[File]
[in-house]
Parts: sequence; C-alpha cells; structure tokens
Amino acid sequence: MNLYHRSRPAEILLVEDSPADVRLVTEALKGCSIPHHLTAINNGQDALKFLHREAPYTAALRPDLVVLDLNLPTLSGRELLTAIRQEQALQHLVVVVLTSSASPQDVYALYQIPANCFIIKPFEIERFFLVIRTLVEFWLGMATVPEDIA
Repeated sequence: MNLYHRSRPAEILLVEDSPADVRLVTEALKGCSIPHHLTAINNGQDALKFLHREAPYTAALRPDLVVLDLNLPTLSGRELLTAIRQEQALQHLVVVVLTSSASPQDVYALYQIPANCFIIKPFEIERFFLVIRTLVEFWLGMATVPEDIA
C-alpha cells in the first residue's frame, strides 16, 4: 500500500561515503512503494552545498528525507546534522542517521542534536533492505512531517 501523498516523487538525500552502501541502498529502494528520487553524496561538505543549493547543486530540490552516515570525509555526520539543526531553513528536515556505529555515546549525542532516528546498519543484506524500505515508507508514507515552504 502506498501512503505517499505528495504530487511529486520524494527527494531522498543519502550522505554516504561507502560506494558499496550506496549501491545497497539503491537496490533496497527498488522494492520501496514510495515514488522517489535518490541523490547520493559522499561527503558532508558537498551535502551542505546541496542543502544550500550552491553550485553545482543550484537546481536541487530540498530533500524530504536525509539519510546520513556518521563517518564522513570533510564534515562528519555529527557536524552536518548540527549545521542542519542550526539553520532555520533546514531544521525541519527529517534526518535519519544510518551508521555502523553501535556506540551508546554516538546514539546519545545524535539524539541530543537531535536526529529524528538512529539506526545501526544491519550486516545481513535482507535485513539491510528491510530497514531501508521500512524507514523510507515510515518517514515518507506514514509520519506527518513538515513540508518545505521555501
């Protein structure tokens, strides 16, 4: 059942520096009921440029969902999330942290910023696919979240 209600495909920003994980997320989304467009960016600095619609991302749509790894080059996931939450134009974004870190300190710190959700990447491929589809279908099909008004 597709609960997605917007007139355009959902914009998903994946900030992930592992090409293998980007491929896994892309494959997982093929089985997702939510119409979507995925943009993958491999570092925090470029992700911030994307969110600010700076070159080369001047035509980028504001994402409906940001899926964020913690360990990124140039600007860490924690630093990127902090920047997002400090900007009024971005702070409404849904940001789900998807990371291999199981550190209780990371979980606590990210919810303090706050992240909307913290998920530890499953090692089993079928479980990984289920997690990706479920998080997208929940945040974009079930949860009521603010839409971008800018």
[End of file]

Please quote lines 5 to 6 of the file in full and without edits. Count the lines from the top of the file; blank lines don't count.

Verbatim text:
C-alpha cells in the first residue's frame, strides 16, 4: 500500500561515503512503494552545498528525507546534522542517521542534536533492505512531517 501523498516523487538525500552502501541502498529502494528520487553524496561538505543549493547543486530540490552516515570525509555526520539543526531553513528536515556505529555515546549525542532516528546498519543484506524500505515508507508514507515552504 502506498501512503505517499505528495504530487511529486520524494527527494531522498543519502550522505554516504561507502560506494558499496550506496549501491545497497539503491537496490533496497527498488522494492520501496514510495515514488522517489535518490541523490547520493559522499561527503558532508558537498551535502551542505546541496542543502544550500550552491553550485553545482543550484537546481536541487530540498530533500524530504536525509539519510546520513556518521563517518564522513570533510564534515562528519555529527557536524552536518548540527549545521542542519542550526539553520532555520533546514531544521525541519527529517534526518535519519544510518551508521555502523553501535556506540551508546554516538546514539546519545545524535539524539541530543537531535536526529529524528538512529539506526545501526544491519550486516545481513535482507535485513539491510528491510530497514531501508521500512524507514523510507515510515518517514515518507506514514509520519506527518513538515513540508518545505521555501
């Protein structure tokens, strides 16, 4: 059942520096009921440029969902999330942290910023696919979240 209600495909920003994980997320989304467009960016600095619609991302749509790894080059996931939450134009974004870190300190710190959700990447491929589809279908099909008004 597709609960997605917007007139355009959902914009998903994946900030992930592992090409293998980007491929896994892309494959997982093929089985997702939510119409979507995925943009993958491999570092925090470029992700911030994307969110600010700076070159080369001047035509980028504001994402409906940001899926964020913690360990990124140039600007860490924690630093990127902090920047997002400090900007009024971005702070409404849904940001789900998807990371291999199981550190209780990371979980606590990210919810303090706050992240909307913290998920530890499953090692089993079928479980990984289920997690990706479920998080997208929940945040974009079930949860009521603010839409971008800018």